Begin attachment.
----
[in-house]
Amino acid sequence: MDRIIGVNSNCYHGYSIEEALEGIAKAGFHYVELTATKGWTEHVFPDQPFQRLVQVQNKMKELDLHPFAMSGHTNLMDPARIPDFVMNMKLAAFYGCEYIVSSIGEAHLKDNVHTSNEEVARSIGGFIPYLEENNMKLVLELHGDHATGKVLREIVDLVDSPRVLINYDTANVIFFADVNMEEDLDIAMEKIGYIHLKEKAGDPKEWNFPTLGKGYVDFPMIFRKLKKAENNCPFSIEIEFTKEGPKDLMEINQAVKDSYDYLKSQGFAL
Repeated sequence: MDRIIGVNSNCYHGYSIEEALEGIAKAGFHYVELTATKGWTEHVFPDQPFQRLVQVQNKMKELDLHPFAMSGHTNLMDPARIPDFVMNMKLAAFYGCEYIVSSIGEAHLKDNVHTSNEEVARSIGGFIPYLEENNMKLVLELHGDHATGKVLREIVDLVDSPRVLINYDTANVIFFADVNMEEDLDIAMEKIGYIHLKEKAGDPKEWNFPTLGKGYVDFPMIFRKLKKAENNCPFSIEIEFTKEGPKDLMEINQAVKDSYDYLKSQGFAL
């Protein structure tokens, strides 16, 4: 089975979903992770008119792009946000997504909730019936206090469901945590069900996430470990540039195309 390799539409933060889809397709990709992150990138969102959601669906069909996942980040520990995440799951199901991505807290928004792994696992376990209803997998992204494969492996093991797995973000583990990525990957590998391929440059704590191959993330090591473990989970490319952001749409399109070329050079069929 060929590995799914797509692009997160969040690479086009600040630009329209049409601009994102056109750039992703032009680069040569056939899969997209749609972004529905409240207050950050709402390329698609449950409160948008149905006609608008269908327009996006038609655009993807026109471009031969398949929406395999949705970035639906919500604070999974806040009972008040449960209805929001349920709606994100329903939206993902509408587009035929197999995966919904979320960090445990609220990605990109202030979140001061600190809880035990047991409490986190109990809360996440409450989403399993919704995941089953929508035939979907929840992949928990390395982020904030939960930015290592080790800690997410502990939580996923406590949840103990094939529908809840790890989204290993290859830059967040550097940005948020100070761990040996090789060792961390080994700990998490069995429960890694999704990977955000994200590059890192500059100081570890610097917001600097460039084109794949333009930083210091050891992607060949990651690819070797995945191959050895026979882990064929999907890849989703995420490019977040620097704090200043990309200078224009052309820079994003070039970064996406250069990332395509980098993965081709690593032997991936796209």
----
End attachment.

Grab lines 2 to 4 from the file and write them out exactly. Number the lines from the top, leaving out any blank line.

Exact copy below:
Amino acid sequence: MDRIIGVNSNCYHGYSIEEALEGIAKAGFHYVELTATKGWTEHVFPDQPFQRLVQVQNKMKELDLHPFAMSGHTNLMDPARIPDFVMNMKLAAFYGCEYIVSSIGEAHLKDNVHTSNEEVARSIGGFIPYLEENNMKLVLELHGDHATGKVLREIVDLVDSPRVLINYDTANVIFFADVNMEEDLDIAMEKIGYIHLKEKAGDPKEWNFPTLGKGYVDFPMIFRKLKKAENNCPFSIEIEFTKEGPKDLMEINQAVKDSYDYLKSQGFAL
Repeated sequence: MDRIIGVNSNCYHGYSIEEALEGIAKAGFHYVELTATKGWTEHVFPDQPFQRLVQVQNKMKELDLHPFAMSGHTNLMDPARIPDFVMNMKLAAFYGCEYIVSSIGEAHLKDNVHTSNEEVARSIGGFIPYLEENNMKLVLELHGDHATGKVLREIVDLVDSPRVLINYDTANVIFFADVNMEEDLDIAMEKIGYIHLKEKAGDPKEWNFPTLGKGYVDFPMIFRKLKKAENNCPFSIEIEFTKEGPKDLMEINQAVKDSYDYLKSQGFAL
């Protein structure tokens, strides 16, 4: 089975979903992770008119792009946000997504909730019936206090469901945590069900996430470990540039195309 390799539409933060889809397709990709992150990138969102959601669906069909996942980040520990995440799951199901991505807290928004792994696992376990209803997998992204494969492996093991797995973000583990990525990957590998391929440059704590191959993330090591473990989970490319952001749409399109070329050079069929 060929590995799914797509692009997160969040690479086009600040630009329209049409601009994102056109750039992703032009680069040569056939899969997209749609972004529905409240207050950050709402390329698609449950409160948008149905006609608008269908327009996006038609655009993807026109471009031969398949929406395999949705970035639906919500604070999974806040009972008040449960209805929001349920709606994100329903939206993902509408587009035929197999995966919904979320960090445990609220990605990109202030979140001061600190809880035990047991409490986190109990809360996440409450989403399993919704995941089953929508035939979907929840992949928990390395982020904030939960930015290592080790800690997410502990939580996923406590949840103990094939529908809840790890989204290993290859830059967040550097940005948020100070761990040996090789060792961390080994700990998490069995429960890694999704990977955000994200590059890192500059100081570890610097917001600097460039084109794949333009930083210091050891992607060949990651690819070797995945191959050895026979882990064929999907890849989703995420490019977040620097704090200043990309200078224009052309820079994003070039970064996406250069990332395509980098993965081709690593032997991936796209």